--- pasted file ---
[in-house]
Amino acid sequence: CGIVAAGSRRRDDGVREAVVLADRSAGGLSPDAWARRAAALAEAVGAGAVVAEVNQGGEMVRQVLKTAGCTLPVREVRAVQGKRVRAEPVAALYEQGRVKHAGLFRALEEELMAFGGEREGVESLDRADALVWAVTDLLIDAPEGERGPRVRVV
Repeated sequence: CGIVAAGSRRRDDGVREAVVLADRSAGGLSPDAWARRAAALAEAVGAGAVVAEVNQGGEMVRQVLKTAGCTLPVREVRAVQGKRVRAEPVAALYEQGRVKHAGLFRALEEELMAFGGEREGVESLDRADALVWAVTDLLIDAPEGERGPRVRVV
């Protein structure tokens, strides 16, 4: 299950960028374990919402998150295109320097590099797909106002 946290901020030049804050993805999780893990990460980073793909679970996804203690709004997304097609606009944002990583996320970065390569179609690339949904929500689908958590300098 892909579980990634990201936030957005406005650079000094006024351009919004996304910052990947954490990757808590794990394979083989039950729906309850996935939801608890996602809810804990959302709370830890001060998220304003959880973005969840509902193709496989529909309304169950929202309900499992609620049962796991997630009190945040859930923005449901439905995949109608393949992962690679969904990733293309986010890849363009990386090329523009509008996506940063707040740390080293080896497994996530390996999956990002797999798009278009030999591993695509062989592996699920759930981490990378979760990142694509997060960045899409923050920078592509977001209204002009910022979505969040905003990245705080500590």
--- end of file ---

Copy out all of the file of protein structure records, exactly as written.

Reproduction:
[in-house]
Amino acid sequence: CGIVAAGSRRRDDGVREAVVLADRSAGGLSPDAWARRAAALAEAVGAGAVVAEVNQGGEMVRQVLKTAGCTLPVREVRAVQGKRVRAEPVAALYEQGRVKHAGLFRALEEELMAFGGEREGVESLDRADALVWAVTDLLIDAPEGERGPRVRVV
Repeated sequence: CGIVAAGSRRRDDGVREAVVLADRSAGGLSPDAWARRAAALAEAVGAGAVVAEVNQGGEMVRQVLKTAGCTLPVREVRAVQGKRVRAEPVAALYEQGRVKHAGLFRALEEELMAFGGEREGVESLDRADALVWAVTDLLIDAPEGERGPRVRVV
């Protein structure tokens, strides 16, 4: 299950960028374990919402998150295109320097590099797909106002 946290901020030049804050993805999780893990990460980073793909679970996804203690709004997304097609606009944002990583996320970065390569179609690339949904929500689908958590300098 892909579980990634990201936030957005406005650079000094006024351009919004996304910052990947954490990757808590794990394979083989039950729906309850996935939801608890996602809810804990959302709370830890001060998220304003959880973005969840509902193709496989529909309304169950929202309900499992609620049962796991997630009190945040859930923005449901439905995949109608393949992962690679969904990733293309986010890849363009990386090329523009509008996506940063707040740390080293080896497994996530390996999956990002797999798009278009030999591993695509062989592996699920759930981490990378979760990142694509997060960045899409923050920078592509977001209204002009910022979505969040905003990245705080500590």